Exploring the Factors Behind Gold’s Gradual Climb to $2,000

If you’ve heard anything about the gold industry in the last few weeks, you know gold is breaching record prices and excelling all analyst predictions for the year thus far. Gold’s current trading prices are just a hair away from settling at an all-time high, though they already moved above the $2,000-per-ounce line a few weeks ago, and have been mostly maintaining it since. Gold hasn’t even touched the $2,000 level since over a year ago in early 2022, when Russia invaded Ukraine.

The most significant aspect of this price climb is how long it took to occur. Gold has spent quite some time “trying to establish itself above the $2,000 level,” according to the State Street Global Advisors’ chief gold strategist, George Milling-Stanley. “The macroeconomic and geopolitical background has been very favorable for gold for over a year,” he explains in an interview with MarketWatch.

So why is spring 2023 finally the time that gold can rise above this stubborn line? Quite a few factors contribute to gold prices, and the current economic and market conditions are creating what many consider to be the perfect storm for gold to take over.

The primary factor contributing to gold’s rise is inflation. The current inflation rate is at a 40-year high and the Federal Reserve’s attempts to calm it show no promising results. In fact, many of these efforts have only over-corrected the market, causing even worse economic conditions, with the prime example being what occurred at SVB Financial.

The high inflation rates and banking crises are not just America’s problems; they’re a global concern. After the Federal Reserve hiked interest rates to combat inflation, one of the largest banking institutions in the United States, SVB Financial, collapsed, then just days later, one of the largest in the globe lost 30% of its shares causing a trickling effect of failures throughout Europe. Between the global inflation rates rising and creeping banking fears, a global recession could begin any minute now, meaning it’s “high time gold responded appropriately,” Milling-Stanley claims.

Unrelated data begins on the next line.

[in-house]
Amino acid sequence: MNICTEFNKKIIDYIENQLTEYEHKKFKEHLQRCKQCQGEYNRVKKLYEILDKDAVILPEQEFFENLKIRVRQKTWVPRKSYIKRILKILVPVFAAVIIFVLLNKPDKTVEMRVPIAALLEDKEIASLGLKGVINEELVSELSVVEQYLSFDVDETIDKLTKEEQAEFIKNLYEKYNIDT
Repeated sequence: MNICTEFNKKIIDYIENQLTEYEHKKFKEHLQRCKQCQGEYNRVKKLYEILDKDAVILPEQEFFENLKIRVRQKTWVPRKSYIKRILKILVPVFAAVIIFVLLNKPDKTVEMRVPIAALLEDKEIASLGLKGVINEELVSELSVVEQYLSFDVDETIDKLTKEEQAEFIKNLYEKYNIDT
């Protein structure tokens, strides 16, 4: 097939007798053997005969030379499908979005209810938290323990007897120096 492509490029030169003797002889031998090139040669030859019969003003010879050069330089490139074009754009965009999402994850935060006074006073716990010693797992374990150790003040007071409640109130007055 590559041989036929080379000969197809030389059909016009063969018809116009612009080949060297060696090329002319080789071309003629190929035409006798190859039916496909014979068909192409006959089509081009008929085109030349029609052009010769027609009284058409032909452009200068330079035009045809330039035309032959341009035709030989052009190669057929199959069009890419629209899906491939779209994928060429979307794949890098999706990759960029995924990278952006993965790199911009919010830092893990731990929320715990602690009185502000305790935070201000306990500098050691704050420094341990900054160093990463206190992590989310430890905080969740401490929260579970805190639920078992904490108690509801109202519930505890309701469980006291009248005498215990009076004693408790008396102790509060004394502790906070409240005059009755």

The highest-yielding gold futures contract settled at $2,038.20 per ounce last Tuesday, displaying the highest price mark since March 2022. Prices on Wednesday traded at 2,038.40, just a few ticks away from the record high mark in August 2020 of $2,069.40.

This steady, yet fierce, increase in gold prices is “not surprising given the increase in geopolitical tension,” Joy Yang, MarketVector Indexes’ global head of index product management, explains. “This was always going to be a contributor to gold price volatility in 2023.”

The worse the economy gets, the better gold looks to investors. As other asset classes fail, individuals, banks, and government entities alike seek a safer way to protect their wealth. Gold is the answer.

“Markets are struggling with uncertainty, and inflation is back in pole position, but markets are split in Fed interest rate direction,” Yang explains to MarketWatch. “Gold is a good hedge for either outcome.”

While some believe the banking crises may be over now, the credit risk is far from resolved, which means “economic fragility” will only continue, Yang explains further.

Additional conditions that contribute to gold’s climb include factors that affect the weakening U.S. dollar, like the poor U.S. economic data released recently displaying high unemployment rates or the oil supply shock. The ICE U.S. Dollar index dropped by 0.7% this week alone. Gold rises when the U.S. dollar falls because people want to protect their purchase power.

Demand for gold only continues rising, but the supply stays the same, creating the perfect pricing environment, according to Yang. And it’s not just investors spiking the demand levels. “Central banks have been piling into gold,” she explains.

In 2022, central banks around the globe purchased more gold than ever before, with a total of 1,136 tons purchased.

A new demand sector for gold is also on the rise as AI has gained traction in recent months, with gold being an “underlying component of AI applications,” according to Yang.

Yang’s outlook on gold prices “looks optimistic,” considering all of these factors. Gold futures remain 11% higher after breaching $2,000 for the first time in almost a year. Milling-Stanley believes “[gold] fully deserves to be above $2,000 in the current circumstances.”

While many short-term factors are currently contributing to gold’s price jumps, stable long-term demand sectors also keep its price steady, maintaining its status as a reliable investment option. As always, investors should consult their financial advisors before making any portfolio decisions.

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